President-elect Donald Trump is again criticizing the polls. In addition to ridiculing 2016 election polls for underestimating his strength, he’s now challenging the accuracy of new national surveys that show his pre-inaugural ratings to be much lower than those of his recent predecessors.
Now that all the votes from the election are in, let’s take a final look at how the polls did in last year’s election. It may surprise you.
Of the 13 final national polls conducted the week before the election that tested the four-way presidential contest, only one had Trump ahead and 12 put Democratic nominee Hillary Clinton on top.
That would seem to be a veritable disaster for the polling industry, right?
National polls only measure the popular vote. Clinton did, in fact, win the national popular vote by 2.1 points. The average of the 13 final national polls had Clinton ahead by 3.1 points, which was only a point off the actual result.
Ironically, all 12 polls that had Clinton ahead turned out to be closer to the final outcome than the poll that had Trump ahead. While that may seem crazy — since Trump, not Clinton, is headed to the White House — it’s true. The poll that put Trump ahead (by 2 points) was off by 4.1 points, while polls that gave Clinton the lead were off anywhere from only one-tenth of a point to less than 4 points.
National polling did much better in 2016 than in 2012, when the average of the final polls in the contest between President Obama and GOP nominee Mitt Romney was off by more than 3 points. Polls showed Obama winning the popular vote by only seven-tenths of a point, and on Election Day he captured a wider 3.9-point vote margin.
Of course, the national popular vote is irrelevant in terms of who wins presidential elections. Only the Electoral College matters. But when a candidate wins one and loses the other, as happened this time, it clouds perceptions of margin size and polling accuracy.
What gave Trump his electoral victory was not his national voter strength — which he lost by nearly 3 million votes — but his strength in eight swing states, which he won by a little over 1 million votes.
Swing state presidential polls: In Florida, the largest of the swing states, the average of the final three polls had Trump ahead by three-tenths of a point. He won the state by 1.2 points. Ohio’s last poll gave Trump a 7-point lead, and he carried it by 8.1 points. The average of the three final polls in Pennsylvania had Clinton leading by a single point and the last poll taken had Trump ahead by a point. He won the state by seven-tenths of a point.
In Michigan, the two final polls had Clinton ahead by an average of only 1.5 points. The later one gave Trump a 2-point lead. He won by two-tenths of a point. The average of the final four polls in North Carolina had Trump ahead by five-tenths of a point, although he won by a more robust 3.7 points.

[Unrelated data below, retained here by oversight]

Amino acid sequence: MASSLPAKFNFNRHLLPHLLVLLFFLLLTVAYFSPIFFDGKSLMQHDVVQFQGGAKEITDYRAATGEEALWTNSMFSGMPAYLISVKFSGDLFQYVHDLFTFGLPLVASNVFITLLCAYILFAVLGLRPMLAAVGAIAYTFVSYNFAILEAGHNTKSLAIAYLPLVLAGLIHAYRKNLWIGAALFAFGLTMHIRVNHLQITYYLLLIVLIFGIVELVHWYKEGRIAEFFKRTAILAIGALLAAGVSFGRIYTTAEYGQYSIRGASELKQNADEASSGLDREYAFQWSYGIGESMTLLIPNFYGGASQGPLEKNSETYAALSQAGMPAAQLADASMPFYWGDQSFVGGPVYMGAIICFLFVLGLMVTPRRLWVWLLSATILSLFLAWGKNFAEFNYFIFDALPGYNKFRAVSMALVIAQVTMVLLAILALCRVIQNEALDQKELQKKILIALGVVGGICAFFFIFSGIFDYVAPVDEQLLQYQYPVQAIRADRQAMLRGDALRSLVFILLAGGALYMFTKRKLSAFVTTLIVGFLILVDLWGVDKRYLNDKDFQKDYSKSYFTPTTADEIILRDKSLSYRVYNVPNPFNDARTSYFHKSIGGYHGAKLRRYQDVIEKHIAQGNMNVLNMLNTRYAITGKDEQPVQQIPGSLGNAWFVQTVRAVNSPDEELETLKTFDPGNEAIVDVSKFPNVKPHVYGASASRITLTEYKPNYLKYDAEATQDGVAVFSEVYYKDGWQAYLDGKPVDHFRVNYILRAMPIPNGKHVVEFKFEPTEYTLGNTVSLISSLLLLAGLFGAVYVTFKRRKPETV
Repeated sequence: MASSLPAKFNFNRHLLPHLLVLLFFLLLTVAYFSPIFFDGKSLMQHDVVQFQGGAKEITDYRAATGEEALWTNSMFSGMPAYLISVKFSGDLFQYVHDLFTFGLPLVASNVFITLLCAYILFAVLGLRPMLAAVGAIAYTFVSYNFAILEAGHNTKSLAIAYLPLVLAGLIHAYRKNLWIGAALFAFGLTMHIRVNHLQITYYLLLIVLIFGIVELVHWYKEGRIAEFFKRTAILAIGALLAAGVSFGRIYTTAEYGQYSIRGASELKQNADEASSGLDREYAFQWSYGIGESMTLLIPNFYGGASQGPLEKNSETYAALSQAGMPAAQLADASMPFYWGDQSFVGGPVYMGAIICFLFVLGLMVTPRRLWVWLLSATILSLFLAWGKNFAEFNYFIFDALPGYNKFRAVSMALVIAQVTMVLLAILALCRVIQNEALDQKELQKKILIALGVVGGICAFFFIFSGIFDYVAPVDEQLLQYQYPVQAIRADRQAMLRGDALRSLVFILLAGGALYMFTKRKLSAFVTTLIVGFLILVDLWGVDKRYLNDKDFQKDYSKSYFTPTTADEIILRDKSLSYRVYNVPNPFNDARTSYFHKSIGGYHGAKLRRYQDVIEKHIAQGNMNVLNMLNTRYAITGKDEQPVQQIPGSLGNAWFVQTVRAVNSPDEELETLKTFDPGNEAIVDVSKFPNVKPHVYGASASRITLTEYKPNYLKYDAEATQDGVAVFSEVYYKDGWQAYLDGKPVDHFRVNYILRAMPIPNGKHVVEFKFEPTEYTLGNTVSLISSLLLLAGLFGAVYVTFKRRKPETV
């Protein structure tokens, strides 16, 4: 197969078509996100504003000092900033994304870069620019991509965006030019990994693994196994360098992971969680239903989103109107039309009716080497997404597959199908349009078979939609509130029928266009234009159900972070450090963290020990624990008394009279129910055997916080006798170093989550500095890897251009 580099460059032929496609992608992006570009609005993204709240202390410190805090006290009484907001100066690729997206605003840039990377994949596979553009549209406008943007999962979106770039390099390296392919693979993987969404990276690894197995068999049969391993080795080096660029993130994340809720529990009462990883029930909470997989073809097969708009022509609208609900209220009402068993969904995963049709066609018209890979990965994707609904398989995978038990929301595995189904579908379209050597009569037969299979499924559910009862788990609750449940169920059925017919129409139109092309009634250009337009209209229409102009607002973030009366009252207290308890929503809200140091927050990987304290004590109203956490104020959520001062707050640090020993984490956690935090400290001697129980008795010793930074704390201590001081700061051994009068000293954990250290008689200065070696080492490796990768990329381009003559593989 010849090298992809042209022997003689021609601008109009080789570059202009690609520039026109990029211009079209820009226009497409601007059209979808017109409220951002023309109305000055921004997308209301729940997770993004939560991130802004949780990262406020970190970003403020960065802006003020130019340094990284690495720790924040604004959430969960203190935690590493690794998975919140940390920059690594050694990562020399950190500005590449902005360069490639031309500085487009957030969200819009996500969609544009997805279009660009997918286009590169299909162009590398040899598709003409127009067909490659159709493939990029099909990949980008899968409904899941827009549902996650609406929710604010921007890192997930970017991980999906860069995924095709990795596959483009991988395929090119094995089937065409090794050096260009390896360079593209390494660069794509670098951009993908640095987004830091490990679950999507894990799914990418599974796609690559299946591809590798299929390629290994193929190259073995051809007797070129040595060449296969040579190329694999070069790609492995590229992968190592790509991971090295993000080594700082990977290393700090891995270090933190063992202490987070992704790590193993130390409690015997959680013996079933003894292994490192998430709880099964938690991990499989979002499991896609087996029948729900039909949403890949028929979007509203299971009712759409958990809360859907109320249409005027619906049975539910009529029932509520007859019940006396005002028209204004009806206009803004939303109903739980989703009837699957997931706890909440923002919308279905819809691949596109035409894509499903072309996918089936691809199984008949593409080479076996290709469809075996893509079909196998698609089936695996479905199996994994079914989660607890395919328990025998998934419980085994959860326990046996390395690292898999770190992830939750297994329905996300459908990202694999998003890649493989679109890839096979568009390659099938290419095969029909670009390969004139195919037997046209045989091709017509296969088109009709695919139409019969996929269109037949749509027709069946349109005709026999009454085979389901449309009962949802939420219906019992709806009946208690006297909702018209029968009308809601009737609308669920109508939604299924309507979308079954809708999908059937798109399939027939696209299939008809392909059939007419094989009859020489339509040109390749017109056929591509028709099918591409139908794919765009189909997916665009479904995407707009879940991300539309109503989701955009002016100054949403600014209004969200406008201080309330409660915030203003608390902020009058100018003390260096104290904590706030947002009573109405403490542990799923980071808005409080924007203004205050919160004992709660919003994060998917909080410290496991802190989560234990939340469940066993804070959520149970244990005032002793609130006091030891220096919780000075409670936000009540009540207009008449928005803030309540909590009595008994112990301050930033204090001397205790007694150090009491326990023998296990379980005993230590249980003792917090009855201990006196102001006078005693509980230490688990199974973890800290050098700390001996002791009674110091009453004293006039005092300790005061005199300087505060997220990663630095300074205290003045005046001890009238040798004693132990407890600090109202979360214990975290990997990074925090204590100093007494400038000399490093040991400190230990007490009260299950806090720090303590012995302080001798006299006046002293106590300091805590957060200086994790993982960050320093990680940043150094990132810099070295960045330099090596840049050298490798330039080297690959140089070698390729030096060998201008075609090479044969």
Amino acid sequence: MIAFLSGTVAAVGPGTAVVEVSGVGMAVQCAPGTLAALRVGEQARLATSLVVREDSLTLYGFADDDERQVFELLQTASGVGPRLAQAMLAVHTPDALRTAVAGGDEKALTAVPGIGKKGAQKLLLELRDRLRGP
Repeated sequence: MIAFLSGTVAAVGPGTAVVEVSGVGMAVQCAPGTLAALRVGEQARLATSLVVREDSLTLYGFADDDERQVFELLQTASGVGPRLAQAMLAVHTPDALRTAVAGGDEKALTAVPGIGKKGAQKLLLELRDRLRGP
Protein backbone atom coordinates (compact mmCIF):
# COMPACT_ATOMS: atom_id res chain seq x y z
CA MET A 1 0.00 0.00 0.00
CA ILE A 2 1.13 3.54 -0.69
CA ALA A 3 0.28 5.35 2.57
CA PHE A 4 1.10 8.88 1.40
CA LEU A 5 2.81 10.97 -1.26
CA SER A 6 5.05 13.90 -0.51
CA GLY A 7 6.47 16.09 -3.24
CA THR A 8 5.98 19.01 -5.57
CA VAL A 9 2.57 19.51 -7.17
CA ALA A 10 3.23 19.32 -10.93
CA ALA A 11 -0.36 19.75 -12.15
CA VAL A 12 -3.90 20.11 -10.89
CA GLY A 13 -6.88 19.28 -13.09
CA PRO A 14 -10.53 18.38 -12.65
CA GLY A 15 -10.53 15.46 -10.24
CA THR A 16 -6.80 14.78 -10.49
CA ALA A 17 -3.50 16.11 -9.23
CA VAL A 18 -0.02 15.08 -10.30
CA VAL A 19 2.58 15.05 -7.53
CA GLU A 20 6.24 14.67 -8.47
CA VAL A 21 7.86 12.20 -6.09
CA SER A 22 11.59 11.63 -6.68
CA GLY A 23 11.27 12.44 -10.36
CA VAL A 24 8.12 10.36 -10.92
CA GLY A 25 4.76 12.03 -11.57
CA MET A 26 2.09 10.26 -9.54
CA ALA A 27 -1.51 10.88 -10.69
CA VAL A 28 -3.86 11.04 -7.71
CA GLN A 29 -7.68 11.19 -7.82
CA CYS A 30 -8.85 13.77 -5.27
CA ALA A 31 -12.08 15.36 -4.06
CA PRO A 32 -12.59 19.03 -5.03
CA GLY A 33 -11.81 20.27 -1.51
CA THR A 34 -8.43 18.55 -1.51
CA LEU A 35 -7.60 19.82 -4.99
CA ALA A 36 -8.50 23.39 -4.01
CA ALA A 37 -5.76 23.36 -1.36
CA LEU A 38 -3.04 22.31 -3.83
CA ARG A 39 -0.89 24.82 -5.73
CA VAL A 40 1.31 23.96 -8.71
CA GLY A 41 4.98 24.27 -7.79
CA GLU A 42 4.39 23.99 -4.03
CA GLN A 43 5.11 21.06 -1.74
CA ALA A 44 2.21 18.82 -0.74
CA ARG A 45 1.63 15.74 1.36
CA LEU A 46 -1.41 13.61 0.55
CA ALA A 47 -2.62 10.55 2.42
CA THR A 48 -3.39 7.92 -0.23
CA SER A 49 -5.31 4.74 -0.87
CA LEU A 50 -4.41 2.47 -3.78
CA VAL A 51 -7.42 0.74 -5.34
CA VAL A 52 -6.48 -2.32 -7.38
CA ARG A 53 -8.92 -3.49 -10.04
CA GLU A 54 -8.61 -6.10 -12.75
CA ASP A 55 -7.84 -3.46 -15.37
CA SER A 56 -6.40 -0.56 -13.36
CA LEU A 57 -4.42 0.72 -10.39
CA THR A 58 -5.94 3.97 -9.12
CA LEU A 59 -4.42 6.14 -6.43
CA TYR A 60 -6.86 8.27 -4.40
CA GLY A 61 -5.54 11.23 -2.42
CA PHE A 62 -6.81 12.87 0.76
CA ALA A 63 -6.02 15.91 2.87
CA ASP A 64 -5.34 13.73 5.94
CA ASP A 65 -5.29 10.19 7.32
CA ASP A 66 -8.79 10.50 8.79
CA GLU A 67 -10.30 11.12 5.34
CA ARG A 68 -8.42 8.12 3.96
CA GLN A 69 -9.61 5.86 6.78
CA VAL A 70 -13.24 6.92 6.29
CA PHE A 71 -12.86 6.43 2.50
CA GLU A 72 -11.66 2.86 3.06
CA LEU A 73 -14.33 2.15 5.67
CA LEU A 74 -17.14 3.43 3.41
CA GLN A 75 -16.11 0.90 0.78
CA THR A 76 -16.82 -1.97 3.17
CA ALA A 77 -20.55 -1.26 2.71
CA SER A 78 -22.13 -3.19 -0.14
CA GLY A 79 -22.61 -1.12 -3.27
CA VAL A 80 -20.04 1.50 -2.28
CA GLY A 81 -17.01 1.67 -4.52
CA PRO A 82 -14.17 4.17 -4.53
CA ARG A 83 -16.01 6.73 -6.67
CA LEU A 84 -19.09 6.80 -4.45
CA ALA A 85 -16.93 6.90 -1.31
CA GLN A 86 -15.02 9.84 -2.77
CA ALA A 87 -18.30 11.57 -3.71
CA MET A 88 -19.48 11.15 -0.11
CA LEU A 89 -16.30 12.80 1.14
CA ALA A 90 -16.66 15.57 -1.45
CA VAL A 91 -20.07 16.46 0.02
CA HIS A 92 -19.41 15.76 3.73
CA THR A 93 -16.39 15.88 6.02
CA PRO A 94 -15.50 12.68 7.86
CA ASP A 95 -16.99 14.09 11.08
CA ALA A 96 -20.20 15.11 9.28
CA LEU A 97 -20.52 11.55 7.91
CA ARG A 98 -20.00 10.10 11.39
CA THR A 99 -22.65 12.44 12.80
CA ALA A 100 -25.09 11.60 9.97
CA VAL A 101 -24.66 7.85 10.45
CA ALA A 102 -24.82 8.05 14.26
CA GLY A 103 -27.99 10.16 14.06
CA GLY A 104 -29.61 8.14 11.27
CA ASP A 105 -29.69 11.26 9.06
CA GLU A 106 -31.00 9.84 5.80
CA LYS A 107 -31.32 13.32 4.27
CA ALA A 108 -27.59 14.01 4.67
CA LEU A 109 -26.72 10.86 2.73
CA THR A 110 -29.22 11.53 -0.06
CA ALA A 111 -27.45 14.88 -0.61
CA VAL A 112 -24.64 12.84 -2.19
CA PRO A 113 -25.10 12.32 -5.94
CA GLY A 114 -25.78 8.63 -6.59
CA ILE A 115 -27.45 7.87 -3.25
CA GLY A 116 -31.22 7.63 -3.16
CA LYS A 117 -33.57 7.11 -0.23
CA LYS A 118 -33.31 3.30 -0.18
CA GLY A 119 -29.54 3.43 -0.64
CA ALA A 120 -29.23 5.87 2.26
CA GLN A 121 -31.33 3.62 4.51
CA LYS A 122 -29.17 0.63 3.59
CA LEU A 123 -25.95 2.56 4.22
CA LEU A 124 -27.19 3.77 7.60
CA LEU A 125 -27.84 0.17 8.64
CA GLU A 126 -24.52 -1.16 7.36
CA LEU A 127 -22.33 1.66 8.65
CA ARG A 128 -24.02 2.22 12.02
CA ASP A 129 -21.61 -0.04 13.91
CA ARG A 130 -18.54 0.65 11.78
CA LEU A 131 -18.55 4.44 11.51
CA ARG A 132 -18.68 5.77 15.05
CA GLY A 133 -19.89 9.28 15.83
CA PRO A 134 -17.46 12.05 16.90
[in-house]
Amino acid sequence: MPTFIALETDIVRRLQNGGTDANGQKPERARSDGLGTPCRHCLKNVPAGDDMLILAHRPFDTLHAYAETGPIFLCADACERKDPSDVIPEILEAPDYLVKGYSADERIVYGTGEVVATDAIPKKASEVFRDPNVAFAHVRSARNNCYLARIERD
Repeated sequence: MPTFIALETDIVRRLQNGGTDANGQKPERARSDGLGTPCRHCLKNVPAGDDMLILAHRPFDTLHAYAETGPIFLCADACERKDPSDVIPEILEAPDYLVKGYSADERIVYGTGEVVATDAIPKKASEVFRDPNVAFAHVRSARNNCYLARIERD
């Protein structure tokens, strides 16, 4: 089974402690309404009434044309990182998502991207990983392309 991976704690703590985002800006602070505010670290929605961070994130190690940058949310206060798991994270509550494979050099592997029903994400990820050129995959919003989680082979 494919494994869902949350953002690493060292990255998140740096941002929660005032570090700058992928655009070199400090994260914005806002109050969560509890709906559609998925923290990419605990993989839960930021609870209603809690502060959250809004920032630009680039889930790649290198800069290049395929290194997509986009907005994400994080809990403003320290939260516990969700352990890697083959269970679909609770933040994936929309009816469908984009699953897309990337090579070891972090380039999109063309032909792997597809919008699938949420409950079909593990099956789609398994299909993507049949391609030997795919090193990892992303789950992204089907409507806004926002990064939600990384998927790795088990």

The final two polls in Wisconsin had Clinton ahead by an average of 7 points, and Trump won the state by eight-tenths of a point. Both polls, however, were completed about a week before the election.
Polls are pictures in time, not crystal balls. They look backward, not forward. They can’t predict what occurs after they’re conducted. When polling shuts down too early, which happened in Wisconsin and other places, it misses the final breaks — and in this topsy-turvy election, it was last-minute movement in a few states that gave Trump his sensational victory.
Exit polling found that late-deciders in Florida, Michigan, Pennsylvania and Wisconsin broke for Trump by double-digit margins as high as 29 points.
With some exceptions, the final polls in key Senate races were fairly close to the actual results. They correctly showed Republicans leading in Florida, Indiana, North Carolina and Ohio, and Democrats leading in Nevada and Colorado. They also showed Democratic challengers easily winning Illinois and barely winning New Hampshire — right on both counts.
In Pennsylvania, five of the last seven polls had the Democratic challenger winning, although the final two polls gave the Republican incumbent an average lead of five-tenths of a point in a race he won by 1.6 points. In Missouri, the last two polls gave the Republican incumbent an average lead of 1.5 points, a race he won by nearly three points.
In Wisconsin, the final polls put the Democratic challenger narrowly ahead, but found that the GOP incumbent was strengthening his position. Ultimately, the incumbent won by more than 3 points. But, just as in the presidential race, the Wisconsin polling was more than a week old.
The bottom line: Whether last year’s polls were accurate or not, nothing excuses bad polling — especially when it’s caused by corner-cutting, biased sampling or faulty methods.
Even though plenty of polls accurately measured races for the presidency, Senate and House, it’s equally true that many were flat-out wrong. To make matters worse, bad polls are often outliers and hit like bombshells, accurate or not. The media uses them to heighten the drama. Partisans use them to prop up their optimism.
Another problem this year was the slew of statistical “models” that incorrectly predicted the election. These calculations are really just educated guesses based on factors that can be influenced by the personal biases of the modeler. They should never be confused with polling.
Polls are imprecise tools with margins of error. But in this tumultuous election — from early primaries in February to the final vote in November — polls came closer to measuring reality than did the pundits and partisans who only saw in the numbers what they wanted to see.
Ron Faucheux, Ph.D., is a political analyst, author and pollster. He publishes LunchtimePolitics.com, a daily newsletter on polls. He also runs Clarus Research Group, a nonpartisan survey research firm.
The views expressed by contributors are their own and not the views of The Hill.